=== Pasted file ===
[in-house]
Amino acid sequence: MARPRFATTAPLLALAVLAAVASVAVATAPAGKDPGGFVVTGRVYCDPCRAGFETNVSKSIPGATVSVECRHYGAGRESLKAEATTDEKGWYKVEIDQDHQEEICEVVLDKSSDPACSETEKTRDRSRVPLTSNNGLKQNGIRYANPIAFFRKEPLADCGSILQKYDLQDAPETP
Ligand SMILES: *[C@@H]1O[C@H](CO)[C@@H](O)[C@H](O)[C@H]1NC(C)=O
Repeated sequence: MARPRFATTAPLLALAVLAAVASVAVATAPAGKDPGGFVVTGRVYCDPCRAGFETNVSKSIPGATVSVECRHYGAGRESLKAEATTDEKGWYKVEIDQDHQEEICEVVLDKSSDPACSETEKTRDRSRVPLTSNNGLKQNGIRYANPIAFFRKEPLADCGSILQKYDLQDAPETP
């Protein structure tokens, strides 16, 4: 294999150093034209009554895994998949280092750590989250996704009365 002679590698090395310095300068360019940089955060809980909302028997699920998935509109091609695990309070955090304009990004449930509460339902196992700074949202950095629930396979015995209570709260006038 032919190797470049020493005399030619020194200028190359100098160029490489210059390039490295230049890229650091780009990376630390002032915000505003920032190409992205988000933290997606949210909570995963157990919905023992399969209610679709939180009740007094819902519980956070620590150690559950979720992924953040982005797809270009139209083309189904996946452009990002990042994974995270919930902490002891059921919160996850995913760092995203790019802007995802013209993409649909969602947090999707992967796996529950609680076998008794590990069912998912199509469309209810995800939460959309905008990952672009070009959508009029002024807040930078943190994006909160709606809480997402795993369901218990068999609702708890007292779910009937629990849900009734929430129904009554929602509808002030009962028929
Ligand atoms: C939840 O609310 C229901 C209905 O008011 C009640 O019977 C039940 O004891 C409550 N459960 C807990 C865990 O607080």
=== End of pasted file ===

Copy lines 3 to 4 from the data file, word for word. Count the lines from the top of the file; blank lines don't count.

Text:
Ligand SMILES: *[C@@H]1O[C@H](CO)[C@@H](O)[C@H](O)[C@H]1NC(C)=O
Repeated sequence: MARPRFATTAPLLALAVLAAVASVAVATAPAGKDPGGFVVTGRVYCDPCRAGFETNVSKSIPGATVSVECRHYGAGRESLKAEATTDEKGWYKVEIDQDHQEEICEVVLDKSSDPACSETEKTRDRSRVPLTSNNGLKQNGIRYANPIAFFRKEPLADCGSILQKYDLQDAPETP